(February 25, 2001)
As First Assembly of God youth pastors Joel Labertew and Erik Thornton
in Joliet, Ill., prepare for their third "human hunt" later this year,
the focus remains the same: bringing teen-agers to church and
Senior high pastor Labertew devised the human scavenger hunt idea
as an evangelism tool in 1998. The four-week intense competition involves
youth group members searching for other young people in their community
who have unusual traits or features.
|Measuring the largest
biceps is one category.
Under the human hunt guidelines, the junior and senior high youth
groups which have a combined 160 members each divide
into three teams in a competition to find the highest number of humans
on a 35-category list.
There are two types of categories. Two-thirds involve factual, observable
qualities: a basketball player shorter than 5 feet, 10 inches; someone
born in Europe; a cheerleader with black hair; a tuba player; a yodeler.
The other categories are measurable contests, such as the person who
can eat the most hot peppers in one sitting, someone who has the most
passport stamps or the biggest biceps. Junior high pastor Erik Thornton
has helped refine the event with creative categories in expectation
of the next one.
The teams have a preparatory month to work together to recruit people
who fit the requested categories. For three weeks at the regular Tuesday
evening gatherings they strategize how best to fulfill the list. Much
of the networking to find the right components is done at schools
during the day. On the fourth week, the guests are invited to the
human scavenger hunt assemblage. Thus, at the end, the ideal is for
each of the six teams to bring visitors teens who had never
attended a Joliet First Assembly of God youth group meeting
into the church. Visitors can be used to fill only one category.
"Were providing a competitive and fun way for students to invite
people to church," Labertew says.
Points are awarded in each classification. For example, the team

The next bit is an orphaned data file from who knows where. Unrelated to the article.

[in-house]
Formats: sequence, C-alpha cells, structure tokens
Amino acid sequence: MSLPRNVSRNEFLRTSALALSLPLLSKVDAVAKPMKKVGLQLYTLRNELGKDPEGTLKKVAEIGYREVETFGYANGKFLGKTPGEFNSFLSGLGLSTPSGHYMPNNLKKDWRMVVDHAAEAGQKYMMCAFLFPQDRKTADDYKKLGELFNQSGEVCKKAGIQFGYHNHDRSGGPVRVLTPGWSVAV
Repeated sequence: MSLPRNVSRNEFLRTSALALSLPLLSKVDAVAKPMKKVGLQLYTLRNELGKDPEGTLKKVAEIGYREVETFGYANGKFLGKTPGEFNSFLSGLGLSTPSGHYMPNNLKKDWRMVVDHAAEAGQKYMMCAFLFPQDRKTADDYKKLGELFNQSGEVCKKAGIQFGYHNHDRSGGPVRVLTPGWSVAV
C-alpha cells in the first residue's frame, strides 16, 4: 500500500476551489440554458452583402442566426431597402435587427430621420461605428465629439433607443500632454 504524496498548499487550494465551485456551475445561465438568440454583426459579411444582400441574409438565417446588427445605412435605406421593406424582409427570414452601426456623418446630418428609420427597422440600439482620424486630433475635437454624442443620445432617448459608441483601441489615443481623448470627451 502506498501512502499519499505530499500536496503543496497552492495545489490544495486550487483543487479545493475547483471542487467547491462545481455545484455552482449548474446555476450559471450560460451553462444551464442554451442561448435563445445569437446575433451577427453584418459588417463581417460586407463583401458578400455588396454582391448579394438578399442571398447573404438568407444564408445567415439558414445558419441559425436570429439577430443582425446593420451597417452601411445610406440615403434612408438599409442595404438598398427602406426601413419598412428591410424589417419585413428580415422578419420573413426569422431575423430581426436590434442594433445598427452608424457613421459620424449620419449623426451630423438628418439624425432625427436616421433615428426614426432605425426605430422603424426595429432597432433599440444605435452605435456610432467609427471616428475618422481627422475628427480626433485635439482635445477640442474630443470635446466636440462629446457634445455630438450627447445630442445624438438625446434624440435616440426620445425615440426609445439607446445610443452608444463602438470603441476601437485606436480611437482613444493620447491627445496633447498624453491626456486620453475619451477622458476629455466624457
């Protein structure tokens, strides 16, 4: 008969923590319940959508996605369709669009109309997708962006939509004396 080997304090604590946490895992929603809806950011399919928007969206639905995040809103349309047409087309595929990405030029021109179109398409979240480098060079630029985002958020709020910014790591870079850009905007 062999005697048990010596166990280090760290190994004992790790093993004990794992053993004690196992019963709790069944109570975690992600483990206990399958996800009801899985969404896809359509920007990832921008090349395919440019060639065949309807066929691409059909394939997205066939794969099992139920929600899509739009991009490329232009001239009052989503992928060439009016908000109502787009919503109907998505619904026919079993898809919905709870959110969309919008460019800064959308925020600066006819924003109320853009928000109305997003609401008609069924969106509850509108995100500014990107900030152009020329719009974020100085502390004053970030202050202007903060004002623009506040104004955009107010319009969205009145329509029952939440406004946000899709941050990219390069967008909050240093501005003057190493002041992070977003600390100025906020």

that brings the "tallest student" receives the most points for that
category. The winning team is rewarded with a meal after the service.
Erik Thornton preaches a 15-minute gospel presentation at the end
of the competition. At the last gathering, 120 visitors came, 40 raised
their hands to receive the Lord as Savior and 20 participated in evangelism
At least three other A/G churches in Illinois First Assembly
of God in Normal, Christian Life A/G in Coal City and Calvary Temple
A/G in Waukegan have adopted the human scavenger hunt concept
for their youth groups.
"The purpose is just to get as many kids here as possible," says
Joliet First A/G senior pastor Earl Thornton, Eriks father.
"Its like an old treasure hunt except with humans from
outside the church."
For Joliet First Assembly, the human hunt is only one of several
innovative and reliable evangelism outreach methods.
In one six-month period alone, 425 people accepted Jesus as their
Savior at the church.
Using the popular Left Behind series of Christian novels, Earl Thornton
preached four sermons on evangelizing friends. At one of the meetings,
he dramatically read passages from the Book of Revelation, with moving
mood music, dark red lights on the pulpit and video footage.
"One young adult came to me afterwards and said, Pastor, that
was awesome. Can I have a copy of that sermon? I said, You
already do. Its called the Bible. "
Thornton has been at the church, which has an average Sunday morning
attendance of 950, for three years. The church is located on 33 acres
in suburban Joliet, a city of 91,000, southwest of Chicago.
John W. Kennedy